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Int J Obes (Lond). 2011 May;35(5):676-83. doi: 10.1038/ijo.2010.166. Epub 2010 Aug 24.

Associations of markers in 11 obesity candidate genes with maximal weight loss and weight regain in the SOS bariatric surgery cases.

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  • 1Human Genomics Laboratory, Pennington Biomedical Research Center, Baton Rouge, LA, USA.

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  • Int J Obes (Lond). 2012 Jul;36(7):1016.



To test whether DNA sequence variation in 11 obesity genes is associated with maximum weight loss and weight regain over 6 years of follow-up in bariatric surgery patients of the Swedish obese subjects (SOS) intervention study.


A total of 1443 subjects were available for analysis (vertical banded gastroplasty: n = 966, banding: n = 293 and gastric bypass: n = 184). Single-nucleotide polymorphisms (SNPs) from the following 11 genes were included: ADIPOQ, BDNF, FTO, GNB3, LEP, LEPR, MC4R, NR3C1, PPARG, PPARGC1A and TNF. General linear models were used to analyze associations between the SNPs and maximum weight loss and weight regain.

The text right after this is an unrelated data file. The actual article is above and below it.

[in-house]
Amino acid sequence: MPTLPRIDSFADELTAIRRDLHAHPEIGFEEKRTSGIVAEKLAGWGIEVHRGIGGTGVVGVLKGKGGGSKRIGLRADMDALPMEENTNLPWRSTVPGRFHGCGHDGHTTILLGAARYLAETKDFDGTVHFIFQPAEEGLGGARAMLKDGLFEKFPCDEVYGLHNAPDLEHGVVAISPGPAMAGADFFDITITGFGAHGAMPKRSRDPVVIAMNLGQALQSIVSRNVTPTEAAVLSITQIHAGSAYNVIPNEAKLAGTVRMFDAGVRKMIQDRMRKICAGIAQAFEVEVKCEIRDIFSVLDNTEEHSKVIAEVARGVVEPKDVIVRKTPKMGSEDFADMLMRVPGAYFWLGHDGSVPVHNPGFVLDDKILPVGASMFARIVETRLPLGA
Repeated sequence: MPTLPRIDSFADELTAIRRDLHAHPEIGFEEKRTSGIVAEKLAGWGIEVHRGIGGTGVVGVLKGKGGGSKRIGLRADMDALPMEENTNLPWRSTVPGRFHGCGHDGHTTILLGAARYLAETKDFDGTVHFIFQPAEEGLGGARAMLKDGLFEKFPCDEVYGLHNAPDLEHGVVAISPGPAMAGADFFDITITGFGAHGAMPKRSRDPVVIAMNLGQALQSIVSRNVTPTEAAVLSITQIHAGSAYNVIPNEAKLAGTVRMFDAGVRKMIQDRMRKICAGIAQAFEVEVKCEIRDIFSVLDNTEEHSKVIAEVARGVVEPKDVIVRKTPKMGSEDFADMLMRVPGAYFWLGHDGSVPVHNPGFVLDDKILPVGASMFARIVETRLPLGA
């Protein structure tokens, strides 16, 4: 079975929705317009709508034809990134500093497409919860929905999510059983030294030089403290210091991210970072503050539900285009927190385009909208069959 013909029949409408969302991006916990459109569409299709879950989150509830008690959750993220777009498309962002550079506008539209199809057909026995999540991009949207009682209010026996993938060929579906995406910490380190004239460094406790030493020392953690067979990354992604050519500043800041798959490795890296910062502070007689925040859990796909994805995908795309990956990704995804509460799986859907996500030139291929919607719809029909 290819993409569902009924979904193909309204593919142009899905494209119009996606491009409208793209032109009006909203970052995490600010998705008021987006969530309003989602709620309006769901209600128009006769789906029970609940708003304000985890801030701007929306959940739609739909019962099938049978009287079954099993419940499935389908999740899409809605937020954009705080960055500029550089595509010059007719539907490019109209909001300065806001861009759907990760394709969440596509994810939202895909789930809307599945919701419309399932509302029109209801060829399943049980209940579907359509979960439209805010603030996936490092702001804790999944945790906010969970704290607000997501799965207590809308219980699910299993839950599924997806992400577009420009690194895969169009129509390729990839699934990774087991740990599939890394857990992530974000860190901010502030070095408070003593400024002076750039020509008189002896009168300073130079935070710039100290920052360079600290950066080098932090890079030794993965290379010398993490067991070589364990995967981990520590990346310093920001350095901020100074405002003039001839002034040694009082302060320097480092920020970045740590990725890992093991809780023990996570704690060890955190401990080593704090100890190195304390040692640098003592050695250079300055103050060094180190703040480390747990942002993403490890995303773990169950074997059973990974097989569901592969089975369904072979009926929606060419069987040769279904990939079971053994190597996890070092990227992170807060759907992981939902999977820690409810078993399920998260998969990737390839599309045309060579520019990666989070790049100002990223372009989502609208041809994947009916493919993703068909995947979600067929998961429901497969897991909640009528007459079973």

The average maximum weight loss was 33.7 kg (s.d. 13.3; min -95.5 kg, max +2.0 kg), which was reached 2.2 (s.d. 1.6) years after the surgery. Subjects regained approximately 12 kg (range 0.0-51.4 kg) by year 6. After correcting for multiple testing, the FTO SNP rs16945088 remained significantly associated with maximum weight loss (P = 0.0002), as minor allele carriers lost approximately 3 kg less compared with common allele homozygotes. This association was particularly evident in the banding surgery patients (P < 0.0001), whereas no significant association was found in the gastric bypass subjects. No other SNPs were associated with maximum weight loss. Furthermore, no SNPs were significantly associated with weight regain.


The FTO SNP rs16945088 was associated with maximum weight loss after banding surgery. We found no evidence that obesity-risk SNPs in FTO or other obesity candidate genes derived from genome-wide association studies are associated with maximum weight loss or weight regain over 6 years of follow-up in bariatric surgery patients. The potential role of other obesity genes remains to be investigated.

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